Purpose: Hydranencephaly is a congenital condition characterized by the complete or near-complete absence of the cerebral cortex and basal ganglia, while central diabetes insipidus (CDI) is a condition characterized by the inability to concentrate urine due to a deficiency in antidiuretic hormone (ADH). CDI is known to occur in midline congenital malformations such as holoprosencephaly and septo-optic dysplasia, but its association with hydranencephaly is less well-established.
Methods: We reported two cases of hydranencephaly complicated by CDI. We also performed a systematic review of the SCOPUS and PubMed databases for case reports and case series of patients with hydranencephaly and CDI, and compiled data on the clinical features and treatment options.
Results: Seven cases of hydranencephaly complicated by CDI were identified from the systematic review in addition to the two cases reported here, resulting in a total of nine cases. The patients' age ranged from 4 days to 4 years, and there was a female sex predilection (3.5:1). Patients most commonly presented with macrocephaly, developmental delay, and seizures, with dysmorphic features noted in 33%. In addition to CDI, other endocrinologic derangements included hypothyroidism (22%), hypocortisolemia (22%), and panhypopituitarism (22%). CDI was treated using sublingual or oral desmopressin while hypopituitarism was treated with the appropriate hormone replacement therapy. Insertion of a ventriculoperitoneal (VP) shunt was reported in 44% of cases.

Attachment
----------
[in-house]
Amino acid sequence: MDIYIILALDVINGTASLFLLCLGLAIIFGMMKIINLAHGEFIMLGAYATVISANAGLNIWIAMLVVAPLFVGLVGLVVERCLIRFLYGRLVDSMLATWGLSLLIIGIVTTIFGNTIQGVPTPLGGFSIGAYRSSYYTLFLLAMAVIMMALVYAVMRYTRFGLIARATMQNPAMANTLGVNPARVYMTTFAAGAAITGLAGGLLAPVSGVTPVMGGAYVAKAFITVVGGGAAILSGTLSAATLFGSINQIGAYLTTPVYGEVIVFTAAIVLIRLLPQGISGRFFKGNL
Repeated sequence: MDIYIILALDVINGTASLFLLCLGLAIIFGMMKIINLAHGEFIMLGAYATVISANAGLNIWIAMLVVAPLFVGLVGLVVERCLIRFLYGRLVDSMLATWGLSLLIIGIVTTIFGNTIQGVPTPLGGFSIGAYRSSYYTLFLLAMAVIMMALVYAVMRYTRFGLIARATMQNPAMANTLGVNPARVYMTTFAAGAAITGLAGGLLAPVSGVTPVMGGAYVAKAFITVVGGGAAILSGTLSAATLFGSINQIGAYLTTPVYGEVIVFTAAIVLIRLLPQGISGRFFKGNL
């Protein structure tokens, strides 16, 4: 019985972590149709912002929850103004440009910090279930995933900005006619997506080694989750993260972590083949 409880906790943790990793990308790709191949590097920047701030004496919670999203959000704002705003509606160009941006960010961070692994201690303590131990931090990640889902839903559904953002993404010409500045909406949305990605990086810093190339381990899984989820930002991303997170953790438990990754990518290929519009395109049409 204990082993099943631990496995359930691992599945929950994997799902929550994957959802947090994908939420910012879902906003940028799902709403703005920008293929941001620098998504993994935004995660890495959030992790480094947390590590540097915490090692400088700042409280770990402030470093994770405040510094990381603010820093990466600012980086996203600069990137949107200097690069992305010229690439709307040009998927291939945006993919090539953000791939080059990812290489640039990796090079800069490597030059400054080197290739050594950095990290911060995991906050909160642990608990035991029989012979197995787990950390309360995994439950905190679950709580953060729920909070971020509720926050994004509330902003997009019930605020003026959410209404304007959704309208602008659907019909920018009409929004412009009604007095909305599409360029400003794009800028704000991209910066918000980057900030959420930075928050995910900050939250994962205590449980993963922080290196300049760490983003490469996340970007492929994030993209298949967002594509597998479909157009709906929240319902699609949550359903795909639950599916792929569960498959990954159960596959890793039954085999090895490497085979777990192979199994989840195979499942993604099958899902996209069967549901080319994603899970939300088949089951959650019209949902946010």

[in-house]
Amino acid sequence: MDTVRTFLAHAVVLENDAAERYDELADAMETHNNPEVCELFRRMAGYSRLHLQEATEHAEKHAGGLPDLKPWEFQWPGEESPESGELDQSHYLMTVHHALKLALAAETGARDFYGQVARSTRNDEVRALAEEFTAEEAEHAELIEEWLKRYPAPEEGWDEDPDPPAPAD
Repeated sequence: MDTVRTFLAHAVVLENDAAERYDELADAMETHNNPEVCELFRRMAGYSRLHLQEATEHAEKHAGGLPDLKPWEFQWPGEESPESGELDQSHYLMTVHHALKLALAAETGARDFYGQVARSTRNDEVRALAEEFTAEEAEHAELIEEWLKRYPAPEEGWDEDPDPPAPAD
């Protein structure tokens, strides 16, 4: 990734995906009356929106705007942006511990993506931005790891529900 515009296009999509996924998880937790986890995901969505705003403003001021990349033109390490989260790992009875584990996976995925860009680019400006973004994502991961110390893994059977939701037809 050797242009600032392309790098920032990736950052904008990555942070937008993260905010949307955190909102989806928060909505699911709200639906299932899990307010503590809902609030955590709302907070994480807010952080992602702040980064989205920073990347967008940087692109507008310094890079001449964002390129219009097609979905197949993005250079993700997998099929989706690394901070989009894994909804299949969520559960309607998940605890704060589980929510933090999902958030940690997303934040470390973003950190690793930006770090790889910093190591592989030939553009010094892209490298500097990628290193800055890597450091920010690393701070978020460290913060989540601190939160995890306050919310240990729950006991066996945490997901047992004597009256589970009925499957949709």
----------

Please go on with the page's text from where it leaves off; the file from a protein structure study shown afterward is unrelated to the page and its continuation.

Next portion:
Conclusion: The case reports and systematic review suggest a previously unknown association between hydranencephaly and CDI. Clinicians managing cases of hydranencephaly are advised to have a high index of suspicion for CDI in patients presenting with the characteristic signs and symptoms.
Keywords: Central diabetes insipidus; Congenital malformations; Hydranencephaly; Shunt surgery.